How many scans will it take?

One of the most common misconceptions with laser scanning is that you only need one or two scans to capture an entire room. While this might be true in some cases, it certainly isn’t for the most part. In fact I personally love it when I can get away with one or two scans in a room, it makes me feel like I am getting my job done really fast! I wanted to take a moment to try and show people that may be looking to use scanning how we work out how many scans it takes to do a job so it doesn’t catch you off guard when you get a quote back for 20 scans when you thought it would take 3 or 4.

When most people contact me for the first time for quotes on scanning they commonly say something along the lines of “I only need to scan an area of X x Y, how much will that cost?” Unfortunately it isn’t that easy. To work out how many scans a job will take relies far more on what is in the areas as opposed to how big the area is. we also have to consider things like how much detail you want to see of that area and what you want to do with the scans.

I could write a few thousand words on this topic, but to save everyone the boredom, I will let some pictures do the talking.

Example 1 – The empty room.

In this case, it is easy to see that one scan will do the job, no worries.



But what happens if there is an obstruction in the middle of the room? That should still only take 1 scan right?

Example 2 – 1 Object in the room

Assuming that you want the whole room and the object in it you will only need two scans as pictured below.





This is true if the object is centered and reasonably uniform. There are some other things to consider here though.

When you do more than one scan on a job you have to run the scans through a registration process to align them with each other in order to form one large point cloud. There are quite a few programs around that will do this and they all have 2 basic ways of alignment, using targets or a process commonly called “Cloud to Cloud”. With the former it is a case of placing targets out on site and ensuring they are adequately scanned while on site for the software to pick them out in the point cloud when registering the scans, or using the scanner while on site to acquire the targets. In the case of the latter the software uses large groups of points in the scans to try and align the scans based on geometry. The software companies usually use things like walls, floors and ceilings as examples of what the software tries to use to do the alignments.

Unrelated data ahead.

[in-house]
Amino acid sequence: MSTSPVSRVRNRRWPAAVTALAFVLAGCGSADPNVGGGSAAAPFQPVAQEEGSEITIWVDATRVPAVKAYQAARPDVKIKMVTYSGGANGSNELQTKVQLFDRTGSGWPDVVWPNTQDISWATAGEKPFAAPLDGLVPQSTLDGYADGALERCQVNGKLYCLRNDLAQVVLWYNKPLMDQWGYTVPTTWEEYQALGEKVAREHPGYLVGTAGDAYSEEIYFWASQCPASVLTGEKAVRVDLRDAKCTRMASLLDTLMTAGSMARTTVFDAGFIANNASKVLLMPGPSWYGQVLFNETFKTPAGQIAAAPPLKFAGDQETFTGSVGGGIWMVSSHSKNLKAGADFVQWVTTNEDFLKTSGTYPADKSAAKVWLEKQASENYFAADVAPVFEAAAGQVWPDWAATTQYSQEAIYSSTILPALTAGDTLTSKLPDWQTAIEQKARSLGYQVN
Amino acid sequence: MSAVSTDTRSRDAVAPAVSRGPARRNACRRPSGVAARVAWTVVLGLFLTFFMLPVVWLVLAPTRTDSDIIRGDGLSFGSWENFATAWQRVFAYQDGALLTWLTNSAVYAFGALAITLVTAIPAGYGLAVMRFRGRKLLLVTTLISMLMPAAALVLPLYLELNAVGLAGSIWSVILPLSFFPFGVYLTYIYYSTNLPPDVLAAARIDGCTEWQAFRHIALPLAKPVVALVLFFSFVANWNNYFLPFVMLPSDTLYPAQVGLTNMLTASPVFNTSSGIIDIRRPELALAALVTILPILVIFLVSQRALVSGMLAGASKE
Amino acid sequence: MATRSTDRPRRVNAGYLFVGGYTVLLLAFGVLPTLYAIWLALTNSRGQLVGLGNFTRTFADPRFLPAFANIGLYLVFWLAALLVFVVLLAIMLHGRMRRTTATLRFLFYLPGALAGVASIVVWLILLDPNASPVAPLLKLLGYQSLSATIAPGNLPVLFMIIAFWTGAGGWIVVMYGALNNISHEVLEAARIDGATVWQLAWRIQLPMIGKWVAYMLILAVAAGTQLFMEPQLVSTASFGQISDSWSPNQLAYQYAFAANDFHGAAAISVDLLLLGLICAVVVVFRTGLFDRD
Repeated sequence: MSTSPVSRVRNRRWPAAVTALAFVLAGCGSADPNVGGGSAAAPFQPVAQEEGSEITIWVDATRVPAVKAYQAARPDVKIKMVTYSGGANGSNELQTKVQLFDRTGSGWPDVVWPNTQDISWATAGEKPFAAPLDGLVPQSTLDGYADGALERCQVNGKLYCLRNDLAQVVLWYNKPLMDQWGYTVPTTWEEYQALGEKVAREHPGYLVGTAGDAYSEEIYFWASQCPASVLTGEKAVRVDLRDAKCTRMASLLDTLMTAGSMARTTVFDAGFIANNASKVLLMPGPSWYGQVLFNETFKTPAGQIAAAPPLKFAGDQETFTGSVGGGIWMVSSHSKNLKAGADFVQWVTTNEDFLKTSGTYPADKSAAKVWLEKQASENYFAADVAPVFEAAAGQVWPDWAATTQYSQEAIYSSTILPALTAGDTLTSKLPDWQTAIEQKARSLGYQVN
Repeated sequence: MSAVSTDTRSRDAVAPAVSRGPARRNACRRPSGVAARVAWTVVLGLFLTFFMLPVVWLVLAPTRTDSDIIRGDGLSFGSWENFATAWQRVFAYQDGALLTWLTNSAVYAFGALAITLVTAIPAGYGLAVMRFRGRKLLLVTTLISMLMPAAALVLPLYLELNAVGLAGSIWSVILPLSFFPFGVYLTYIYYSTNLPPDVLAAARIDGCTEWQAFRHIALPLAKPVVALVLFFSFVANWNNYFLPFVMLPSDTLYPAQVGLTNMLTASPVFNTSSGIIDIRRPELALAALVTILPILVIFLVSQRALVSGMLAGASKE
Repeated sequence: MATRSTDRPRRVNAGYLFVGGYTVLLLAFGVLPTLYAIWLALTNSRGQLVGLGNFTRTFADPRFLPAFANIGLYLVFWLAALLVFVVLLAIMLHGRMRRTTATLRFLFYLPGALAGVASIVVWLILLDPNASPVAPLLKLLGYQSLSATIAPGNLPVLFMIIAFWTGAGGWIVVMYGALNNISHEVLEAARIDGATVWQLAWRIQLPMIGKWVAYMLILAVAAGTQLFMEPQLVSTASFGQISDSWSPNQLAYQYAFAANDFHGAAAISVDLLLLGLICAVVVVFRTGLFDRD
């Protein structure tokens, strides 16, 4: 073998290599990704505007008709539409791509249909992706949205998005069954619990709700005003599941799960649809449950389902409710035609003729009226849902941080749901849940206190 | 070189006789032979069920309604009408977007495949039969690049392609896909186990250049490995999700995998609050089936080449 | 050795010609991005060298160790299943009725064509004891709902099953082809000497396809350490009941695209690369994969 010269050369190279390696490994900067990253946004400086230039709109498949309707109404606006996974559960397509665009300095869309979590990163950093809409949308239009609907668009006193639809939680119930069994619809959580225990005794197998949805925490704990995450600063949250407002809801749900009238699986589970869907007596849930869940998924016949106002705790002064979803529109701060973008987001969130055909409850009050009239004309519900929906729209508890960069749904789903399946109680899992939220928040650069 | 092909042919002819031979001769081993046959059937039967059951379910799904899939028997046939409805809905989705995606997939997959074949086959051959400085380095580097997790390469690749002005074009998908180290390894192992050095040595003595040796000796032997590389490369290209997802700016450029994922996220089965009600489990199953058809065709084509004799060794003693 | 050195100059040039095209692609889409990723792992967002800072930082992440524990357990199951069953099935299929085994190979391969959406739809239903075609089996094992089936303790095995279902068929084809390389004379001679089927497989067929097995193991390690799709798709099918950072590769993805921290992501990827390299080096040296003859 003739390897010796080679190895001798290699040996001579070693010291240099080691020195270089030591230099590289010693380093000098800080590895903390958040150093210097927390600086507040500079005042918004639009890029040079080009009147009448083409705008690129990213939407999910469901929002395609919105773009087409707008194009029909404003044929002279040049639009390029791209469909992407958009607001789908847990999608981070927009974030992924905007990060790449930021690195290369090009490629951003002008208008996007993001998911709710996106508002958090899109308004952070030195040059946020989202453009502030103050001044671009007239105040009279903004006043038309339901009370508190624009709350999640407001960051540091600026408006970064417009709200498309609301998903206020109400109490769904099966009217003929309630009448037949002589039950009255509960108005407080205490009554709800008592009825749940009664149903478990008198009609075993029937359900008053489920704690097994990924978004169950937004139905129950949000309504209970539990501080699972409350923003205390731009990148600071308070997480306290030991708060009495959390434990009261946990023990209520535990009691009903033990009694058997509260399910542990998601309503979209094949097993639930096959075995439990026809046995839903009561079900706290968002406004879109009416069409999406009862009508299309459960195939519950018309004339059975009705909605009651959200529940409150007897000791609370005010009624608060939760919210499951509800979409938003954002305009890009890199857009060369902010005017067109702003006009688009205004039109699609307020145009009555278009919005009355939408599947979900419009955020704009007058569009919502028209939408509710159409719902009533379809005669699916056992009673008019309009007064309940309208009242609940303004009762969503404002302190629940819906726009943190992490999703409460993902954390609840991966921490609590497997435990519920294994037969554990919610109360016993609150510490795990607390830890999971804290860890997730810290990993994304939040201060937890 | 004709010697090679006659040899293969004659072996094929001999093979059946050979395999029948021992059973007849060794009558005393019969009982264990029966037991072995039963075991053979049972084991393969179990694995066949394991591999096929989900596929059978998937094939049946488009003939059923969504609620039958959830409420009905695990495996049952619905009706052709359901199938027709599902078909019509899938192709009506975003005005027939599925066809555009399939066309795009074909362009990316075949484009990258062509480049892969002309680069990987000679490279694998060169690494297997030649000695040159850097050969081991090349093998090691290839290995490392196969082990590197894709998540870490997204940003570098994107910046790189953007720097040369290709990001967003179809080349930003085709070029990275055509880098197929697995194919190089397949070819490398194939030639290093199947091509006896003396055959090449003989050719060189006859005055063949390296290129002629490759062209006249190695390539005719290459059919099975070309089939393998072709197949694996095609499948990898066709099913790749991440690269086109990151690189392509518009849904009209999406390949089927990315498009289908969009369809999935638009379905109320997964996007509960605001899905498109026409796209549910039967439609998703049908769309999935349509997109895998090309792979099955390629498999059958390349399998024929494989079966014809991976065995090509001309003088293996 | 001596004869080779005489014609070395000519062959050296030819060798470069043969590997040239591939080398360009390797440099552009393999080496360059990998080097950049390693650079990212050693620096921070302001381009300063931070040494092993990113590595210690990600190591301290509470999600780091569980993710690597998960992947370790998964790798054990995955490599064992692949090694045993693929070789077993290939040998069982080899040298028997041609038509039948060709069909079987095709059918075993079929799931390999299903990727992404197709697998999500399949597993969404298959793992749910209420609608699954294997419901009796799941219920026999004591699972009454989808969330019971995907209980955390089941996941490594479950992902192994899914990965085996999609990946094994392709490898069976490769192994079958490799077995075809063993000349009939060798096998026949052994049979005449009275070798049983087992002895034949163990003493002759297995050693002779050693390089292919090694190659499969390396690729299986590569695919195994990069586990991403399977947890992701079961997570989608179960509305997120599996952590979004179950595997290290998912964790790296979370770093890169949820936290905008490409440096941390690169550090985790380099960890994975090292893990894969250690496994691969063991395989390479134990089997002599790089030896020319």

There is a hotly raging debate about which is the best process. While this could be an entire article in itself, it really is just a case of personal opinion and personally preferred workflow. The one thing that most people agree on is that the more complex the geometry scanned the worse the results of cloud to cloud. The one thing to know as someone who is looking to get a quote on scanning is that the two processes take different amounts of time while on site and off site.

When using targets it typically takes a little longer on site to set the scanner in a position to get the targets and then a little bit of time to acquire the targets if the scanner can do that. This process on site isn’t required for cloud to cloud, however it can often mean doing more scans on site to get sufficient overlap and there is typically more time spent on ensuring good registrations back in the office. Depending on how your service provider prices their work, this can change the cost of your job significantly. Just keep in mind cheaper or faster is not necessarily an indication of better. This is one of those cases where you need to rely on the service provider to work out what is best for your project.

For what it is worth, I am firmly in the belief that the best way to get reliable registrations is to acquire the targets while on site. As most of our work is in and around processing facilities that have quite complex geometry, I am reluctant to rely on cloud to cloud and use targets for almost all of our work. I have done jobs where I just put the targets out and made sure they had enough points on them to do the target acquisition in the software in the office, to keep the time on site down. But I found when doing this that the scanner does a better job of picking the targets than the software does. While the registrations have always come out well, I prefer to err on the side of caution and do what I feel is the better process as much as possible.

But I digress a little.